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Langland Bay

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Langland Bay

Langland Bay

  • Car park – Yes
  • Boat Launching – No
  • Public Transport – Yes (400m away)
  • Wheelchair access – Yes
  • Toilets – Yes
  • Shops/refreshments – Yes
  • Lifeguard (May-Sept) – Yes
  • Dogs – Seasonal Ban (April-Sept)
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What’s it like?

Langland Bay (and Rotherslade immediately to the east) is a picturesque sandy bay backed by pretty beach huts and popular with families & surfers alike. There is easy access from the promenade and car park (15 minutes drive from Parc-Le-Breos B&B) down to the beach, which is life guarded in high season. There are a number of places to eat including a beach cafe, ice cream parlour and bistro with licensed bar. The car park (pay & display) is right at the head of the beach where there are also toilet facilities and tennis courts run by the local council (ring to book). Also, above the bay, there is the Langland Bay golf club.  You can walk east from here to Limeslade (2.5km) or west to Caswell (also 2.5km). Langland is thought to gets its name from “Long Land” referencing the old field strip system which was once present here.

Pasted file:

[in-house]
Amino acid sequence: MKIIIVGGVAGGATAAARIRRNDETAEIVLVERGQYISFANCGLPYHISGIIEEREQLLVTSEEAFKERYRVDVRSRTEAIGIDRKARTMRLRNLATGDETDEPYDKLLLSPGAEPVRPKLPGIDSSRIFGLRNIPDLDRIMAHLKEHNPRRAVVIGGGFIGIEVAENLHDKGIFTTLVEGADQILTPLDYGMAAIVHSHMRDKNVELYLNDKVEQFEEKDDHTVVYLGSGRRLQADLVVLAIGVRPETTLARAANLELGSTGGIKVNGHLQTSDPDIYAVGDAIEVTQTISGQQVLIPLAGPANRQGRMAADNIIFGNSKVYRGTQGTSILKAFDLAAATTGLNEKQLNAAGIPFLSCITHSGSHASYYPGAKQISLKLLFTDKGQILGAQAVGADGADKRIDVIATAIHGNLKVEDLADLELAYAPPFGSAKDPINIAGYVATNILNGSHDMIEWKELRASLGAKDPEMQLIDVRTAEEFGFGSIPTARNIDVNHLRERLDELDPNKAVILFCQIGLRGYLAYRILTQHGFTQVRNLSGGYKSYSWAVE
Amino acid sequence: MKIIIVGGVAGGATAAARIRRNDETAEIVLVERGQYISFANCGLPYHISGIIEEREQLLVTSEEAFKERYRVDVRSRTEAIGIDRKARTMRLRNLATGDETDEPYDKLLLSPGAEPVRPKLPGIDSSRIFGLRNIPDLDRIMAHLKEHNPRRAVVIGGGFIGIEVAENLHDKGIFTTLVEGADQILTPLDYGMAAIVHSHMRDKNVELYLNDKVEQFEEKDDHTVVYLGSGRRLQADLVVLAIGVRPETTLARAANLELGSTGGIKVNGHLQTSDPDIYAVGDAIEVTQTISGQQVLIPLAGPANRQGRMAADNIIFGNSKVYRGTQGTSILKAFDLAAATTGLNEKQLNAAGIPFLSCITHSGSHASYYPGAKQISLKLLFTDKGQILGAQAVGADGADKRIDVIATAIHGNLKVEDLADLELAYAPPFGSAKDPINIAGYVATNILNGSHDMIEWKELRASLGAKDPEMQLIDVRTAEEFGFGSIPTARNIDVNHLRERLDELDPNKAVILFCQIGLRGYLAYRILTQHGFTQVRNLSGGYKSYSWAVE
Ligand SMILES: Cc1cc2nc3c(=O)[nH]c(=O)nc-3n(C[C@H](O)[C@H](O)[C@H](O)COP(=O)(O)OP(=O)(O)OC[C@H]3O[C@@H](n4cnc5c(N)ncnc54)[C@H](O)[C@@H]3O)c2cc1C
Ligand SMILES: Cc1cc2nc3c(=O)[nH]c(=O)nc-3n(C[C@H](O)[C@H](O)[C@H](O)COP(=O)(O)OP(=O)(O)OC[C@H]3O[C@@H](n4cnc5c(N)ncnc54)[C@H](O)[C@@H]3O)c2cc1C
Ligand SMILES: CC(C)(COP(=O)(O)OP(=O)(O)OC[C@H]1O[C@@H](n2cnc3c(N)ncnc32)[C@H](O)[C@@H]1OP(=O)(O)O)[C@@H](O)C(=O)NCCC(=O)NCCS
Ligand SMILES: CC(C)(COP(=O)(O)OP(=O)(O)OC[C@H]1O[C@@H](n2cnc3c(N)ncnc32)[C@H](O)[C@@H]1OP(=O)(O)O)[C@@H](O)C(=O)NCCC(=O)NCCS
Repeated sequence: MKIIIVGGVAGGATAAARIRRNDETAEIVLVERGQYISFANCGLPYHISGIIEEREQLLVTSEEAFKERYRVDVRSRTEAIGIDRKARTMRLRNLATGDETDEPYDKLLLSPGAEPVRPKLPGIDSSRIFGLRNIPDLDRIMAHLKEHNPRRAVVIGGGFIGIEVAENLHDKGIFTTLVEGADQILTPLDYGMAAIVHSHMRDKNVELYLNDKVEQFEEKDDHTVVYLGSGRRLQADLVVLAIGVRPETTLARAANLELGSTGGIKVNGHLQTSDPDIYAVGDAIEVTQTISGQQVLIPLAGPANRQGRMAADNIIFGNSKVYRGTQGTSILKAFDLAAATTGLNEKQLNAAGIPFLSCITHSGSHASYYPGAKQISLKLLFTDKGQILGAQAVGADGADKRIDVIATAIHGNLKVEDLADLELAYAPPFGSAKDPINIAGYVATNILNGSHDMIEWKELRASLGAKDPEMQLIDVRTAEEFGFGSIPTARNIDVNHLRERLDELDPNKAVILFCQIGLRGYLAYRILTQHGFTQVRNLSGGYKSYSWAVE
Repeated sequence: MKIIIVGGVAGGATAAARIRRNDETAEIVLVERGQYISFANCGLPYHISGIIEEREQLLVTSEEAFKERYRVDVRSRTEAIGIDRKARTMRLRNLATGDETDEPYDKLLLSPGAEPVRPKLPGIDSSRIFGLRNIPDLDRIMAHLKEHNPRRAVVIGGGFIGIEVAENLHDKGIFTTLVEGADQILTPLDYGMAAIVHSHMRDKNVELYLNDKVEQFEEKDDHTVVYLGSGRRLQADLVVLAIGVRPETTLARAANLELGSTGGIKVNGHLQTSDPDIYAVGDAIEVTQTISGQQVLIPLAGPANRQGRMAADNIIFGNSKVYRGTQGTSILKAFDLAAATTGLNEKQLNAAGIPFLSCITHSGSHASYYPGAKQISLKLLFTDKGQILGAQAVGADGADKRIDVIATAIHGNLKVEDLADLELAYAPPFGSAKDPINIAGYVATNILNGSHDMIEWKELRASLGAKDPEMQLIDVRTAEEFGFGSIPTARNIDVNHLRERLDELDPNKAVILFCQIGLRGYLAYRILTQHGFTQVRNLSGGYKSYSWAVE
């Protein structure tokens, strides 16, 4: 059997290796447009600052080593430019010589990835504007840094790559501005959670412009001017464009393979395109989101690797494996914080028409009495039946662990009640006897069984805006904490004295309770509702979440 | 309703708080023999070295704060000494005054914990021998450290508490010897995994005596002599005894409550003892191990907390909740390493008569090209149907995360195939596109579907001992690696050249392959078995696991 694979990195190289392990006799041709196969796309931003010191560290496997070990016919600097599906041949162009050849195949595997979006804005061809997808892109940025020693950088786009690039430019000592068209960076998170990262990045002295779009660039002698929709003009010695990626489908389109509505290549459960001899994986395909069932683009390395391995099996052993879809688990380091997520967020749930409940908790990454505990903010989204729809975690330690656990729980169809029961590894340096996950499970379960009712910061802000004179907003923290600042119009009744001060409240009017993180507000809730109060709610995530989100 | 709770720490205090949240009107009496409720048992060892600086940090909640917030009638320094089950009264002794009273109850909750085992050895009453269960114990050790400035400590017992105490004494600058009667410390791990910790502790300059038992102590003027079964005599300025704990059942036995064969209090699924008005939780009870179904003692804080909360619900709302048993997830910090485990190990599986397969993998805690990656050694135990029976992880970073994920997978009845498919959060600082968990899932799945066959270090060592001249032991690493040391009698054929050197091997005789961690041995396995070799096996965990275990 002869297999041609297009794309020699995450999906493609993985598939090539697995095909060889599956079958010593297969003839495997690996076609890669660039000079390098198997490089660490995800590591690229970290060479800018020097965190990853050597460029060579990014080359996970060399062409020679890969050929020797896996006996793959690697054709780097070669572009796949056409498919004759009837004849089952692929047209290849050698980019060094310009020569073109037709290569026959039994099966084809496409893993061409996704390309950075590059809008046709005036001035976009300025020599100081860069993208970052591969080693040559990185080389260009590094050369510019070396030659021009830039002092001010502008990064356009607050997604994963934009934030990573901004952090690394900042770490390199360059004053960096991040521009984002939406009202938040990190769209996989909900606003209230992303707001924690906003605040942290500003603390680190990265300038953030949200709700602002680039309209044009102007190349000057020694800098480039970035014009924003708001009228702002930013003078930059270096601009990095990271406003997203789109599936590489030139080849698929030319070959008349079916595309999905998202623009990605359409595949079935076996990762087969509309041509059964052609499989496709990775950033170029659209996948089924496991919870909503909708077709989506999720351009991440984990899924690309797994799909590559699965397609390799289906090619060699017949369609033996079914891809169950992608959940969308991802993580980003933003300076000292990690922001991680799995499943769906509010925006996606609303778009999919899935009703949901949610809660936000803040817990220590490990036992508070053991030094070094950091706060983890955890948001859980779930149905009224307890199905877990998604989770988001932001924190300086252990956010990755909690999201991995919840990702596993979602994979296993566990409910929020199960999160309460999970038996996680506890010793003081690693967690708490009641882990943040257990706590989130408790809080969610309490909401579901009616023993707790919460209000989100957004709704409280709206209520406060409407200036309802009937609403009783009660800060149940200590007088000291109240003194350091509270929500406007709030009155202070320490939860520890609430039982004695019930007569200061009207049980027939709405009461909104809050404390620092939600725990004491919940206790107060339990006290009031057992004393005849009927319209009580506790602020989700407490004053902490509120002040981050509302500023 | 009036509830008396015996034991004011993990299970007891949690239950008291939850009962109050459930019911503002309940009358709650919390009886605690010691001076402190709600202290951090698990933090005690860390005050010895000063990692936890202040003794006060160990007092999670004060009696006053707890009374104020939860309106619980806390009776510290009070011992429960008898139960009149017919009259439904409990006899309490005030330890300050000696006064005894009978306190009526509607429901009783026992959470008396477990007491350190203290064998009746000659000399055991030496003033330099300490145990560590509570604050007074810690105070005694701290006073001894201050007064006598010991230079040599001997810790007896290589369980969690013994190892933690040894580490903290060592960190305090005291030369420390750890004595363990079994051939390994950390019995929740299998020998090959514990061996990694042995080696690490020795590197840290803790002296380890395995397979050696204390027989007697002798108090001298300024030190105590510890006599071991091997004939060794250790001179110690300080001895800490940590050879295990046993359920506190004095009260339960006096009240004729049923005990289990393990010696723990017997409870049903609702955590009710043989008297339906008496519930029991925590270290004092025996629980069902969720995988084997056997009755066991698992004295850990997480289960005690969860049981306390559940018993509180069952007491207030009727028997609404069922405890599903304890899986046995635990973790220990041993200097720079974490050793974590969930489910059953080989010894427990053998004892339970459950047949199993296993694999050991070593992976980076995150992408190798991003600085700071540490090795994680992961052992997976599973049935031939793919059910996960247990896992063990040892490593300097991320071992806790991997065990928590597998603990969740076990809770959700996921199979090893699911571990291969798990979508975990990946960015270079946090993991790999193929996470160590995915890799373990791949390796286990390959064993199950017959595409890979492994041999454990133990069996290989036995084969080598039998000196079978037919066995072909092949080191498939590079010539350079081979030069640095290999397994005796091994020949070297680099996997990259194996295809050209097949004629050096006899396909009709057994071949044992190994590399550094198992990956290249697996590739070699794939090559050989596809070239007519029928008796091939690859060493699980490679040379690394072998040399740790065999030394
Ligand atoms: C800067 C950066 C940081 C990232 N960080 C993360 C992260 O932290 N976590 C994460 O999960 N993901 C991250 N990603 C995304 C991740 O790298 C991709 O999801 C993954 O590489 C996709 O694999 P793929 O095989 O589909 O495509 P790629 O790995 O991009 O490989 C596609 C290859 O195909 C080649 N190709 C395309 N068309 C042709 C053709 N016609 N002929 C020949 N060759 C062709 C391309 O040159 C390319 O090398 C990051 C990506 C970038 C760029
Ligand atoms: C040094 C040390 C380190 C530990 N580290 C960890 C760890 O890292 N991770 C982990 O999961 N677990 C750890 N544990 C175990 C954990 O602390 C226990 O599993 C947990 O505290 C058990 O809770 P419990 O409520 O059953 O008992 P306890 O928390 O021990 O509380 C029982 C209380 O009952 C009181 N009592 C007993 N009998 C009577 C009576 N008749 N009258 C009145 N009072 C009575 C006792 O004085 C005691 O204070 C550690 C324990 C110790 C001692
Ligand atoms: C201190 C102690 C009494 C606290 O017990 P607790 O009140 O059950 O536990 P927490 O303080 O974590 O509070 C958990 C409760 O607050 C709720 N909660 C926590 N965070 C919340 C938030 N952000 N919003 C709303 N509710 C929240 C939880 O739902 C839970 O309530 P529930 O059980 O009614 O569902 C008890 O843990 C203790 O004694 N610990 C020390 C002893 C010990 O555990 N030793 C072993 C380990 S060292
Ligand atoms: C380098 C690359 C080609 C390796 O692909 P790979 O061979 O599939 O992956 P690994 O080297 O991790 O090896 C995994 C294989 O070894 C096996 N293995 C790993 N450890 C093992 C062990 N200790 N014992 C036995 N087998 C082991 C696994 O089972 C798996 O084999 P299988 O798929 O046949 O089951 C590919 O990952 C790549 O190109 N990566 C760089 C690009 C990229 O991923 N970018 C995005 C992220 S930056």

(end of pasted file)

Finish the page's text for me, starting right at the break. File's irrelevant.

Watersports

Good beach for canoeing and windsurfing.

Fishing

The beach can be a good spot for dabs, sometimes plaice further out, and bass in the surf. The headland affords deep water and sandy patches within casting distance - expect bass, mackerel, wrasse, gurnard, dogfish, some plaice out here.

Surfing

One of Gower’s most famous and popular surfing beaches due to the quality and variety of waves available at different levels of the tide. It remains relatively sheltered when strong onshore west-south-west winds are blowing everything else flat - perfect in north winds.

  • Low Tide

The reef known as Crab Island provides one of the best shaped and most powerful right hand waves in the country, but this is a place for experienced surfers as the wave breaks directly onto the rocky reef. There is also a sandbar just offshore between Langland Point and Crab Island which pushes up a powerful and dangerous wave breaking in shallow water. The point affords a more gentle wave on days when the swell is large.

  • Mid Tide

The reef in the middle of the bay forms lovely shaped wave but often gets crowded.

  • High Tide

An unforgiving shore break.

East – West Links

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<< Caswell Bay
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Limeslade Bay >>